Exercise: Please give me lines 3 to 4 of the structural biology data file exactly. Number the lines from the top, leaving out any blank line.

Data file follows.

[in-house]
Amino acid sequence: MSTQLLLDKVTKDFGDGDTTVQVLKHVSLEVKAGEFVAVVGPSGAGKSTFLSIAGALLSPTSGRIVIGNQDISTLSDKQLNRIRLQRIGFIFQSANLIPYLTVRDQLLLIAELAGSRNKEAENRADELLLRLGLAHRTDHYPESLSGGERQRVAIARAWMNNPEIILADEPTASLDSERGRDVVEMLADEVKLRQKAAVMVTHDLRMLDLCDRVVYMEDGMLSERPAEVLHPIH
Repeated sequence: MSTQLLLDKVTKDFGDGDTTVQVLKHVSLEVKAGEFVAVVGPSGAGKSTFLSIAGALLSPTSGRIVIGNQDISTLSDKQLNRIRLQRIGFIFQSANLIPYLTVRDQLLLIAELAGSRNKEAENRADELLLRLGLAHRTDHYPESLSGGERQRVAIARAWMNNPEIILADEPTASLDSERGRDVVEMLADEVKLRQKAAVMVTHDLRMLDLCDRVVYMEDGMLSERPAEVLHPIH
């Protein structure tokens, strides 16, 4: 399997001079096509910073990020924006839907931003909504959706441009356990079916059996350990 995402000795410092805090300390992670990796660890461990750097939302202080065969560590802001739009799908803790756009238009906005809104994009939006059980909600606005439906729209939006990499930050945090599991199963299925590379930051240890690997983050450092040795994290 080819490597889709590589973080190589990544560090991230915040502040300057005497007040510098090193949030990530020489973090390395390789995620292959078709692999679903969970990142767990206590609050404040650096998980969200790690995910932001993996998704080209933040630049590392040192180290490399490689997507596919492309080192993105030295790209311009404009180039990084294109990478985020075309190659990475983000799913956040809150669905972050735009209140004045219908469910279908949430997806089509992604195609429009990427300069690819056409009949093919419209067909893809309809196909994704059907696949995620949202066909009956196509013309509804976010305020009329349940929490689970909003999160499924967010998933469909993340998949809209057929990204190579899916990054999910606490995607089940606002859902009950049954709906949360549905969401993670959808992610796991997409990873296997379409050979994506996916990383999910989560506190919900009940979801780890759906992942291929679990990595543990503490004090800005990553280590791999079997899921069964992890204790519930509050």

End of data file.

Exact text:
Repeated sequence: MSTQLLLDKVTKDFGDGDTTVQVLKHVSLEVKAGEFVAVVGPSGAGKSTFLSIAGALLSPTSGRIVIGNQDISTLSDKQLNRIRLQRIGFIFQSANLIPYLTVRDQLLLIAELAGSRNKEAENRADELLLRLGLAHRTDHYPESLSGGERQRVAIARAWMNNPEIILADEPTASLDSERGRDVVEMLADEVKLRQKAAVMVTHDLRMLDLCDRVVYMEDGMLSERPAEVLHPIH
């Protein structure tokens, strides 16, 4: 399997001079096509910073990020924006839907931003909504959706441009356990079916059996350990 995402000795410092805090300390992670990796660890461990750097939302202080065969560590802001739009799908803790756009238009906005809104994009939006059980909600606005439906729209939006990499930050945090599991199963299925590379930051240890690997983050450092040795994290 080819490597889709590589973080190589990544560090991230915040502040300057005497007040510098090193949030990530020489973090390395390789995620292959078709692999679903969970990142767990206590609050404040650096998980969200790690995910932001993996998704080209933040630049590392040192180290490399490689997507596919492309080192993105030295790209311009404009180039990084294109990478985020075309190659990475983000799913956040809150669905972050735009209140004045219908469910279908949430997806089509992604195609429009990427300069690819056409009949093919419209067909893809309809196909994704059907696949995620949202066909009956196509013309509804976010305020009329349940929490689970909003999160499924967010998933469909993340998949809209057929990204190579899916990054999910606490995607089940606002859902009950049954709906949360549905969401993670959808992610796991997409990873296997379409050979994506996916990383999910989560506190919900009940979801780890759906992942291929679990990595543990503490004090800005990553280590791999079997899921069964992890204790519930509050």